by Iryn Tushabe
The more you make, the more you spend. This continues to be particularly true for middle income families in need of childcare in Saskatchewan.
The provincial 2013-14 budget provides $2.3 million dollars of new funding towards creation of 500 additional child care spaces, operating funding for existing licensed daycares, and capital support for eligible school-based sites.
But the Child Care Subsidy program has been reduced by $2 million from $18.175 million last year to $16.175 million in this budget.
The Child Care Subsidy program is a monthly subsidy that helps Saskatchewan families meet the costs of childcare by paying a portion of the fee directly to the licensed childcare facility.
According to June Draude, minister of social services, the reason for the decrease in child care subsidies is that more families now have a higher income which disqualifies them from accessing the subsidy.
“What’s happening is that more families are making higher incomes, so the subsidy they get isn’t as high as their income has increased. But the people who are low income will keep getting enough subsidy,” she said.
But Danielle Chartier, New Democratic Deputy caucus chair and critic for early learning and childcare, sees a problem with the system.
“As income keeps going up, the government needs to ensure that the parameters for the program change to reflect that. The reality is that at $1,640 a month, families start to lose the maximum status subsidy and that hasn’t changed since 1983, so fewer and fewer people qualify for subsidies which is a problem for families,” she said.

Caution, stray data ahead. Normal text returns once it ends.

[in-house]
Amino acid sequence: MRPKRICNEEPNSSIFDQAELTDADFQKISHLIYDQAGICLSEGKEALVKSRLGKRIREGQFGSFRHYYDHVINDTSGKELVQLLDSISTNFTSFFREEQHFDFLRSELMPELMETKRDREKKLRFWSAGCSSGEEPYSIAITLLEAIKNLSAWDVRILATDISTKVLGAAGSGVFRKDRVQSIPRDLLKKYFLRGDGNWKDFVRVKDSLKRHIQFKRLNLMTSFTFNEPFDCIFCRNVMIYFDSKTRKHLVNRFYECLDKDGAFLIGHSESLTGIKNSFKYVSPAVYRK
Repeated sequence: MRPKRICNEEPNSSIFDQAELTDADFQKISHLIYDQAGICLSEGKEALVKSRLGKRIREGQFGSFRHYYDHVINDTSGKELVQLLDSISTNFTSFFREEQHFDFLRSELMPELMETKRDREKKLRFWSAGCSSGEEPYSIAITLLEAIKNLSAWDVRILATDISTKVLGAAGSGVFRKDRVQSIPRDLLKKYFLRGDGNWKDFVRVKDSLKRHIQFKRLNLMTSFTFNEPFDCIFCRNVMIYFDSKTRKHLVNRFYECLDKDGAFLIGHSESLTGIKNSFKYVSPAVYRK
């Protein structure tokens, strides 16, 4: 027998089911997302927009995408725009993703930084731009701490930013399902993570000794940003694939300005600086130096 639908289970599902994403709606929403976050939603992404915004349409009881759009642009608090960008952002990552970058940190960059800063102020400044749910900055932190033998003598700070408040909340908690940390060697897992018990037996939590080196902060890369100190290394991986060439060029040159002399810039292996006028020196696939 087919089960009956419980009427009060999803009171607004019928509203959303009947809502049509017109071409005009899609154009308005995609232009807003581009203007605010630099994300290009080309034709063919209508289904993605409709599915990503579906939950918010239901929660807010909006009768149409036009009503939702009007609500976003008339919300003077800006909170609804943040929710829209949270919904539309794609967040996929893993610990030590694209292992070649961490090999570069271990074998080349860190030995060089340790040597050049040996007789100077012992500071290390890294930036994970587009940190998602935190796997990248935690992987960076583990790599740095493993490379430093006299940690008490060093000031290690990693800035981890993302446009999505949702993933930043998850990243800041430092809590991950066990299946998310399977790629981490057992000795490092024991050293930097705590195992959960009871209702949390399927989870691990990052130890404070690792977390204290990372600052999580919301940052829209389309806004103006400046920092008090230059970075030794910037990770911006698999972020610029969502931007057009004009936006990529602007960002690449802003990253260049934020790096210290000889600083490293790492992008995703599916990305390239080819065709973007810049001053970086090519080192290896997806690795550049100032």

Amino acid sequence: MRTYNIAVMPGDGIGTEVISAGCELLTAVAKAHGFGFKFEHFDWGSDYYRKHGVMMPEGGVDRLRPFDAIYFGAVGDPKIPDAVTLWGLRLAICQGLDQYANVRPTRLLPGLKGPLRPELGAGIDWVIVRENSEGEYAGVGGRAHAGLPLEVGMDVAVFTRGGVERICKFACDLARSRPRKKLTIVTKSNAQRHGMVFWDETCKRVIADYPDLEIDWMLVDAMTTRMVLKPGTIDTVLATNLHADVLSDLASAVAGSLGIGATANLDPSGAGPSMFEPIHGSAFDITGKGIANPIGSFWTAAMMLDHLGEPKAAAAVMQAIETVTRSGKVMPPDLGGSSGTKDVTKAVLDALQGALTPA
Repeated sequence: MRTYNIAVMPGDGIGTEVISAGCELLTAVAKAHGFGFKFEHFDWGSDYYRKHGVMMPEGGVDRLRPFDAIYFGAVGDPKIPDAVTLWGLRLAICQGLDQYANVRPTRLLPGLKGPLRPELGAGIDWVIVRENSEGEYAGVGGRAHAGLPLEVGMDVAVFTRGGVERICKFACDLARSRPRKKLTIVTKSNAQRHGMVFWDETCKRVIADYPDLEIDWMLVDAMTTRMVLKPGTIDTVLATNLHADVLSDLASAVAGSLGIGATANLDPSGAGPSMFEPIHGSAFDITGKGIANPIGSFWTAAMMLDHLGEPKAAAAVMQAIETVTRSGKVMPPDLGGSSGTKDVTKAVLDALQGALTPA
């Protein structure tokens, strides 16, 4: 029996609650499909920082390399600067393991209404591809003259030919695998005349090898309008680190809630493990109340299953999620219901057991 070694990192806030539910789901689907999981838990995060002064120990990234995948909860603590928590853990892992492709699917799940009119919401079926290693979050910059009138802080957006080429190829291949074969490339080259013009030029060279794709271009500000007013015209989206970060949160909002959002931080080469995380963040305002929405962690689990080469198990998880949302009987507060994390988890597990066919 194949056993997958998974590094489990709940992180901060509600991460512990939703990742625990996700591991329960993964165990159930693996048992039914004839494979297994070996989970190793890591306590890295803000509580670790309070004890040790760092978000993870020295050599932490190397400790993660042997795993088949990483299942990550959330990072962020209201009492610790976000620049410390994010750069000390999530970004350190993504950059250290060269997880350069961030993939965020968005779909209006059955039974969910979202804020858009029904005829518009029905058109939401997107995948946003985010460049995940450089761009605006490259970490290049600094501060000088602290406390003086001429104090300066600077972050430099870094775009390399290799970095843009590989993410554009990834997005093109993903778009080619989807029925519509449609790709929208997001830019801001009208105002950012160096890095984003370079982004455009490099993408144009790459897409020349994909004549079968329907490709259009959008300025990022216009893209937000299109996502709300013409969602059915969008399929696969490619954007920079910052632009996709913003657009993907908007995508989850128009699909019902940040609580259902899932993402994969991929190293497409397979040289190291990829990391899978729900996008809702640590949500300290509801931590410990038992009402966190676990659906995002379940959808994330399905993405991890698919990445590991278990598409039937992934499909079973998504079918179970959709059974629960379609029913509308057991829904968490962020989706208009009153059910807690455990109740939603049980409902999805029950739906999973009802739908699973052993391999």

“Low income people struggle but the middle income group really struggles too. I was talking to someone yesterday who spends $1,200 in childcare a month, which is a lot of money. That’s a huge chunk of these families’ budgets,” said Chartier.
For Chartier, the additional 500 daycare spaces are not nearly enough to meet Saskatchewan’s growing population.
“If you look at 15,000 live childbirths here in the province, 500 new daycare (spaces) is a drop in the bucket and doesn’t even touch the need. There are already long waiting lists everywhere,” she said.
According to Chartier, supporting childcare is not only good for the families but for the province’s economic development as well.
“People can’t stay in paid labour if they can’t find a daycare. If people can’t find childcare or if it becomes too expensive for them, you might just as well stay home and that’s what some people are doing,” she said.
University of Regina President, Vianne Timmons anticipates that the government will fund construction of a new daycare facility on campus to cater to the growing need for childcare spots for students with children.
“In our new residence plan we have additional spots, so that will double the daycare spots on campus to 180. And still it won’t meet the need, but it's a great great investment,” said Timmons.
The combined number of families on the waiting lists for both Oasis and Wascana Childcare Co-ops, the University's two daycares, is up to 1,000.